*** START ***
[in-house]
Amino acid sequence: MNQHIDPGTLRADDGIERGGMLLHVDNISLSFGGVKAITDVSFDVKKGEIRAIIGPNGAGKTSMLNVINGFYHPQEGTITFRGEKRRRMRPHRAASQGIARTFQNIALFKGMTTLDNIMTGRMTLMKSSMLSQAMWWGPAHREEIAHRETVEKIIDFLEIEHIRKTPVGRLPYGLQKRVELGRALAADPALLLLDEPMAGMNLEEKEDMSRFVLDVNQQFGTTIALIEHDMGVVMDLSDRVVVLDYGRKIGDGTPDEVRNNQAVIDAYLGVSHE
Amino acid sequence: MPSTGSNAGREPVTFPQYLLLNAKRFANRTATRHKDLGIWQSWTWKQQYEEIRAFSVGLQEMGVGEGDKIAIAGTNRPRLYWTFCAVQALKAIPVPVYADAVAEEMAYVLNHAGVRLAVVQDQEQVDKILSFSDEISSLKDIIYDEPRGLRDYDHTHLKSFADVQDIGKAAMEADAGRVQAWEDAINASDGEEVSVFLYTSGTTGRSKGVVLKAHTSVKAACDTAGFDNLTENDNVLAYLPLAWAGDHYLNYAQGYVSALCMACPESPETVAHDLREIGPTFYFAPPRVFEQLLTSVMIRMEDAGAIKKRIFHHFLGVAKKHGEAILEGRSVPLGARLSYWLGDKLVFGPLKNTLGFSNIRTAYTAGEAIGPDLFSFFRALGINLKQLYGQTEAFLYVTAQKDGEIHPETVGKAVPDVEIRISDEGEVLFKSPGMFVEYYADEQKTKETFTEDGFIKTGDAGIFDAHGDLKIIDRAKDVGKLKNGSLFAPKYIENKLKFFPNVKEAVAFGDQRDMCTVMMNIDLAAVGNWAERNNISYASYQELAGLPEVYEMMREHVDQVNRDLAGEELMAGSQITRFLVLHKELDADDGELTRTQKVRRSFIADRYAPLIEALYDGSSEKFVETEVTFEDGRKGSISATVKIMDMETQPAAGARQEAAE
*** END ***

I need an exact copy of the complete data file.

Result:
[in-house]
Amino acid sequence: MNQHIDPGTLRADDGIERGGMLLHVDNISLSFGGVKAITDVSFDVKKGEIRAIIGPNGAGKTSMLNVINGFYHPQEGTITFRGEKRRRMRPHRAASQGIARTFQNIALFKGMTTLDNIMTGRMTLMKSSMLSQAMWWGPAHREEIAHRETVEKIIDFLEIEHIRKTPVGRLPYGLQKRVELGRALAADPALLLLDEPMAGMNLEEKEDMSRFVLDVNQQFGTTIALIEHDMGVVMDLSDRVVVLDYGRKIGDGTPDEVRNNQAVIDAYLGVSHE
Amino acid sequence: MPSTGSNAGREPVTFPQYLLLNAKRFANRTATRHKDLGIWQSWTWKQQYEEIRAFSVGLQEMGVGEGDKIAIAGTNRPRLYWTFCAVQALKAIPVPVYADAVAEEMAYVLNHAGVRLAVVQDQEQVDKILSFSDEISSLKDIIYDEPRGLRDYDHTHLKSFADVQDIGKAAMEADAGRVQAWEDAINASDGEEVSVFLYTSGTTGRSKGVVLKAHTSVKAACDTAGFDNLTENDNVLAYLPLAWAGDHYLNYAQGYVSALCMACPESPETVAHDLREIGPTFYFAPPRVFEQLLTSVMIRMEDAGAIKKRIFHHFLGVAKKHGEAILEGRSVPLGARLSYWLGDKLVFGPLKNTLGFSNIRTAYTAGEAIGPDLFSFFRALGINLKQLYGQTEAFLYVTAQKDGEIHPETVGKAVPDVEIRISDEGEVLFKSPGMFVEYYADEQKTKETFTEDGFIKTGDAGIFDAHGDLKIIDRAKDVGKLKNGSLFAPKYIENKLKFFPNVKEAVAFGDQRDMCTVMMNIDLAAVGNWAERNNISYASYQELAGLPEVYEMMREHVDQVNRDLAGEELMAGSQITRFLVLHKELDADDGELTRTQKVRRSFIADRYAPLIEALYDGSSEKFVETEVTFEDGRKGSISATVKIMDMETQPAAGARQEAAE